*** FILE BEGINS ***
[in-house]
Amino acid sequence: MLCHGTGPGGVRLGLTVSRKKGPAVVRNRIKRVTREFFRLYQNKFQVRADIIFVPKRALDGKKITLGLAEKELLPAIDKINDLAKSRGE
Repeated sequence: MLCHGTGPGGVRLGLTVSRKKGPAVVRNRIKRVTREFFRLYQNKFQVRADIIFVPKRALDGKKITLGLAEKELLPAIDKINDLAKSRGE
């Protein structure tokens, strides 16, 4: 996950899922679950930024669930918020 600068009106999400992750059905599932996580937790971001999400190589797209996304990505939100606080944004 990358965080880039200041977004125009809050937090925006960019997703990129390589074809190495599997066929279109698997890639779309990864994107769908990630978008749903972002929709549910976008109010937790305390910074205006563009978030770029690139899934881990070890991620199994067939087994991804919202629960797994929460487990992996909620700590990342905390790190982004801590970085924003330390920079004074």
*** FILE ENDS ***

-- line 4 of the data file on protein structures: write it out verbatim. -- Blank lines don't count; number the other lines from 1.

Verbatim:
């Protein structure tokens, strides 16, 4: 996950899922679950930024669930918020 600068009106999400992750059905599932996580937790971001999400190589797209996304990505939100606080944004 990358965080880039200041977004125009809050937090925006960019997703990129390589074809190495599997066929279109698997890639779309990864994107769908990630978008749903972002929709549910976008109010937790305390910074205006563009978030770029690139899934881990070890991620199994067939087994991804919202629960797994929460487990992996909620700590990342905390790190982004801590970085924003330390920079004074």